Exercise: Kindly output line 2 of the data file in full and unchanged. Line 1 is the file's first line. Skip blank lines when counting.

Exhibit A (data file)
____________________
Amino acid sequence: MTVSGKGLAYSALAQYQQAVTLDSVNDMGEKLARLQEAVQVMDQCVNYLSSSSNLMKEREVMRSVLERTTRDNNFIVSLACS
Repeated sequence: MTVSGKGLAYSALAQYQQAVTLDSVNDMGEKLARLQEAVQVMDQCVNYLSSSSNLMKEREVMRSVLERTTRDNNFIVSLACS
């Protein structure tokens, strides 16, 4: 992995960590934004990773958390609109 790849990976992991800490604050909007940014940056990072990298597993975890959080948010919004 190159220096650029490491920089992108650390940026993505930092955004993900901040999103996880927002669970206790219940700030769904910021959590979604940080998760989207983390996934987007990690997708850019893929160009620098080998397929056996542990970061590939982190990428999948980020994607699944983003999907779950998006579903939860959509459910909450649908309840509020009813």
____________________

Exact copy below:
Repeated sequence: MTVSGKGLAYSALAQYQQAVTLDSVNDMGEKLARLQEAVQVMDQCVNYLSSSSNLMKEREVMRSVLERTTRDNNFIVSLACS